Novice Driver Training and Education
The original objective of driver education (DE) is to produce safer teen drivers. However, evaluations of the traditional “30 hours classroom and 6 hours behind-the-wheel” DE model have failed to show it reduces crash rates. A likely reason for this finding is the lack of evidence-based, consistent, and high quality DE programming. To address this issue, the National Highway Traffic Safety Administration (NHTSA) released Novice Teen Driver Education and Training Administrative Standards in 2009. The availability of this new resource has caused DE to receive renewed attention in the U.S.
These standards propose an improved, more consistent national DE system, as well as an evaluation framework informed by scientific methodological advancements that considers how features of adolescence may influence skill attainment, safety-related behaviors, and other factors most frequently associated with teen crashes.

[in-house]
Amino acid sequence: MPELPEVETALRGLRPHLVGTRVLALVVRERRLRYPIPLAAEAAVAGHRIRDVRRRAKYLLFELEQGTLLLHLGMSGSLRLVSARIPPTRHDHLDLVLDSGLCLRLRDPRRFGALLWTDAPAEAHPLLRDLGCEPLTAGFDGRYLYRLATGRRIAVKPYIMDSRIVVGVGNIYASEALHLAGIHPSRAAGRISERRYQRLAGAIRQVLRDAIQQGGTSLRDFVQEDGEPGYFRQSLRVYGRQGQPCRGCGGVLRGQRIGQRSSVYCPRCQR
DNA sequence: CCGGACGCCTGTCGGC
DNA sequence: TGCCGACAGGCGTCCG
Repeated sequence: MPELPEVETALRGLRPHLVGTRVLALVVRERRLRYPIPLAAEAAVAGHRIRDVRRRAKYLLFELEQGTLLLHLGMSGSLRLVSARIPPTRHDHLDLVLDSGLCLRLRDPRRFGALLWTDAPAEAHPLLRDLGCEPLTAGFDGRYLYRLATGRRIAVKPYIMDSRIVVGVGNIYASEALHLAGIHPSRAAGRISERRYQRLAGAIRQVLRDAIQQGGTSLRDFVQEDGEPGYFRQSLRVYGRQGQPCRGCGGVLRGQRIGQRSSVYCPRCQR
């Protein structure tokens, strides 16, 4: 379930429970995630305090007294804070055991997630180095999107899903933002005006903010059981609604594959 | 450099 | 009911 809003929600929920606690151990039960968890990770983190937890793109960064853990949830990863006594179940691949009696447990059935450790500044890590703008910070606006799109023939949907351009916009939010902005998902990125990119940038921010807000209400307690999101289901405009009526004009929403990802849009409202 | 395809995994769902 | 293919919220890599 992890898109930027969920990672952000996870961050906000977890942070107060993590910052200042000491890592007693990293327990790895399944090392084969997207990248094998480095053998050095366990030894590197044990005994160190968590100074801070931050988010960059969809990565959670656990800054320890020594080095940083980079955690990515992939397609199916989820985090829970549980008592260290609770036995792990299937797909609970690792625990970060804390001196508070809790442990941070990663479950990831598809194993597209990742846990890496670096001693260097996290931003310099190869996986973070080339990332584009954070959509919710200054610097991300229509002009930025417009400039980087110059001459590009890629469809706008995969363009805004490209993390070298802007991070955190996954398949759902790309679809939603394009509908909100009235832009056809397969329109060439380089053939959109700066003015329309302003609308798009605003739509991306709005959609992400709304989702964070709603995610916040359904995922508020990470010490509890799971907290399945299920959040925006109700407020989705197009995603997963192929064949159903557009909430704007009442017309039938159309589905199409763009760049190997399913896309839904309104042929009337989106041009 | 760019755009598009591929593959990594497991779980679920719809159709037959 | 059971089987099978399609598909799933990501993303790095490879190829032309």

Both the standards and the assessment program were developed in collaboration with leading members of the Driving School Association of the Americas, the American Driver & Traffic Safety Education Association, and Driver Education and Training Administrators (DETA).
Now is the time to assess your state’s novice teen driver education and training program to ensure it aligns with NHTSA’s new standards. NHTSA also offers resources to help you provide and evaluate DE programs that are integrated with Graduated Driver Licensing (GDL).
More research is also needed to describe common driving profiles for teens with developmental disabilities, such as attention deficit hyperactivity disorder (ADHD), autism spectrum disorders, and intellectual disabilities. Physicians and clinicians, whom parents may consult regarding driving decisions, do not have evidence-based guidelines to help families determine whether it is safe to let their teens learn to drive. Understanding how teens with these diagnoses may differ is important when considering how general DE should address their needs and how educational interventions should be tailored. For more information on the driving risks of teens with developmental disabilities, please read a commentary from our Young Driver research team published in Annals of Emergency Medicine.